The BlackBerry community and the world as a whole has not been very forgiving to RIM on the delay of the BB10 launch since word of it came out. A recent interview with Thorsten Heins and Frank Boulben gave a much clearer understanding of why the decision was made to wait. Not only were my recent thoughts confirmed, but my confidence in BlackBerry was reassured. From a product quality, marketing and carrier support standpoint, it actually makes a lot of sense, of course that won’t make waiting for BlackBerry 10 any easier but read through and tell me if it makes sense to you too.
Could the BlackBerry 10 Phone have been delivered in Q4 2012?
Yes. Heins seems to understand just how vulgar our frustration with the delay is and made it clear that he wasn’t happy about having to change the timeline either but it had to be done. He simply won’t allow RIM to ship anything that is less than 100%, which, if you are one of those that were disappointed with OS7 would understand.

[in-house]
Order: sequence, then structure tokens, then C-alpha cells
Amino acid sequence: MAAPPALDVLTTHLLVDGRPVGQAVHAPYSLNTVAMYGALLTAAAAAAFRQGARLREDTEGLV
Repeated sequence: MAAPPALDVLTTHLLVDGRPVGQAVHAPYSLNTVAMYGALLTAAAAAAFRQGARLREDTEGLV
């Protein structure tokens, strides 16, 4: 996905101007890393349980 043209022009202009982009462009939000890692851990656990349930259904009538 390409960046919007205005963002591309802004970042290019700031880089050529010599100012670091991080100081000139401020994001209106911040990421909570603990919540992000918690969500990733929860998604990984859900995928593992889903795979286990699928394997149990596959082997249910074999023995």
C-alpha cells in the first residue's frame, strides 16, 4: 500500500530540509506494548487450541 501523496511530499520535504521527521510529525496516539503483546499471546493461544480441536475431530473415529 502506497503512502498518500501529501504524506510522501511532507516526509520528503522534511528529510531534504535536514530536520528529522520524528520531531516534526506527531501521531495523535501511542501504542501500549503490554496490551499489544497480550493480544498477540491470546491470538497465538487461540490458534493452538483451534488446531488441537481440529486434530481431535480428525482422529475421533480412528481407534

“Don’t get me wrong,” Heins told a source. “I’d have loved to stick to that schedule, and I could have, if I would have sacrificed quality for it. We’re not going to put product out there that isn’t ready. We’re done with that. That’s over. This is not what we will be doing. So we gave the team the time to get it done and do it properly.”
While Heins’ primary concern is over maintaining quality, RIM is squarely focused on maintaining platform stability while integrating new blocks of code into the main “trunk”. RIM locked down the features it wanted in BlackBerry 10 for launch, and the software group went to work in teams to tackle the features in parts. The individual teams were very successful at getting their individual pieces built, but when it came to assembling all those individual bits of the system into the main OS, they found things were a bit messy (some inconsistency in the way APIs were being introduced between different software teams, etc.). At that point they made the decision to halt the process and clean things up to ensure all future code drops would go more smoothly which cost a 6 – 8 week shift on the timeline of launching the full-touch BlackBerry 10 phone. But Heins is reassuring us the definite launch of BB10:
“I’m very confident about the first quarter, whether it’s January or February, You’ll see lab entry and technical acceptance already kicking in, in Q4. Just the ramp up and launch with carriers will happen in Q1.”